The Interview Issue

Postmaster General Patrick Donahoe on USPS Budget Solutions


Photograph by Daniel Shea for Bloomberg Businessweek

How long have you worked for the postal service?
I’ve been here for 37 years. I started as a clerk in Pittsburgh.

What keeps you here?
You have a sense of service to the American public. They’re our customers. You get on an airplane; everybody on that airplane is my customer. I have a lot of responsibility to the employees.

You’ve always been known as a crisis manager.
My first crisis, I was assigned in Pittsburgh to be in charge of the vehicle maintenance facility. And we had had a fellow killed in a vehicle that was long past the inspection date. I was 26 years old. I spent three and a half years as the district manager in Washington, D.C. When I got there, we were last in the country on service. I had to get that straightened out.

How bad did you think the finances were when you took over in 2010? You were already struggling to come up with your annual $5 billion payment to the U.S. Treasury to prefund future retiree health-care benefits.
I had been the chief operating officer, so I knew. In 2003 we delivered 51 billion pieces of first-class mail. This year we’re going to deliver 21 billion, so we lost 60 percent. If you think about 30 billion pieces at today’s rate of $0.46 apiece, it’s almost $14 billion that we’ve lost. Now, in that time frame, we’ve actually taken costs out of this organization to the tune of $15 billion.

What do you think the biggest problem is?
The Internet. The disruption with the Internet has been unrelenting. If we hadn’t lost the volume of bill payment to online, we wouldn’t have defaulted on our prefunding obligations. We wouldn’t have had to close the plants, and we’d be profitable with no debt.

You have a plan, though?
We have put together a business plan that is the most logical, balanced way to resolve this. No. 1, it addresses the major problem, and that’s the prefunding issue. We’ve laid out taking over our own health-care plan to reduce the cost of current employees and retirees and eliminate the need to prefund further. It’s worth between $7 billion and $8 billion a year.

What would you do?
The postal service is in the Federal Employee Health Benefit Program. Our employees have access to 217 different plans. Let us take our 500,000 employees and retirees and competitively bid for one overall health-care plan that might be a combination of some HMOs. At the same time, require our post-65 retirees to use Medicare as the primary health-benefit provider. The second part of the plan is to reduce the six-day-a-week delivery to five. It has to change. We’ve lost 27 percent of our volume. It’s not coming back.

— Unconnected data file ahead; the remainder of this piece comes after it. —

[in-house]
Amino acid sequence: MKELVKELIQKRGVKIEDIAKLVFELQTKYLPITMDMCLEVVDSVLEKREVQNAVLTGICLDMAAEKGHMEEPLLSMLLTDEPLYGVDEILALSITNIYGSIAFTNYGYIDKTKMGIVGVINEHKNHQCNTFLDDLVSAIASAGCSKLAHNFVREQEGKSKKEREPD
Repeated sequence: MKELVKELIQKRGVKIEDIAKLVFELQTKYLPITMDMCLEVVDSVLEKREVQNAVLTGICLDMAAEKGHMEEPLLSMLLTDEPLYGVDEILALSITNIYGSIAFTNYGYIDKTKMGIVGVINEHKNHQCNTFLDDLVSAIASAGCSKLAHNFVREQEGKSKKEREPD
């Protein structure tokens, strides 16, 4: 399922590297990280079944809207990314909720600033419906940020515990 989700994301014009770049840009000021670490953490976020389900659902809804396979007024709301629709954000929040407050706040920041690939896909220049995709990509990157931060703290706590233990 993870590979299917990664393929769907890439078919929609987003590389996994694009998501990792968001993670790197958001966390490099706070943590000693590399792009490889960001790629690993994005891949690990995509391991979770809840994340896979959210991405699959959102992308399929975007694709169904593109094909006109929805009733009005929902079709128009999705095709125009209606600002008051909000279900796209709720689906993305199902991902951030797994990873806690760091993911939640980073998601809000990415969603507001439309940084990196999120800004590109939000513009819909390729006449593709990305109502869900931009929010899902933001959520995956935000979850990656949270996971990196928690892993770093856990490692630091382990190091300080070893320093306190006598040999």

Do you think Congress should be acting a little quicker?
Congress should be acting right now. The biggest problem that I have? Everywhere I go I get the same thing: “It’s a great plan, except for …” And guess what? When you take out all the “except fors,” you might as well throw the plan in the trash. We can get this thing fixed. But it’s going to take agreement and a little bit of sacrifice.

Some people say, “He’s trying to set up the postal service so it can be privatized.”
It makes no sense. Even in a no-tax world, we would still have razor-thin margins and universal service at a universal price. Any private company would be afraid to sign up for a deal like this.

Was the time to privatize when the volume was high and there was a ton of cash coming in?
Most people wouldn’t have wanted the aggravation. If you’re in FedEx’s (FDX) shoes or UPS’s (UPS), you can do practically whatever you want.

People were calling for you to resign. How did you feel about that?
I don’t want to be a smart aleck, but I’m not running a popularity contest. I’m trying to do the responsible thing.

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Leonard is a staff writer for Bloomberg Businessweek in New York.

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Companies Mentioned

  • FDX
    (FedEx Corp)
    • $149.46 USD
    • -1.09
    • -0.73%
  • UPS
    (United Parcel Service Inc)
    • $97.77 USD
    • -0.64
    • -0.65%
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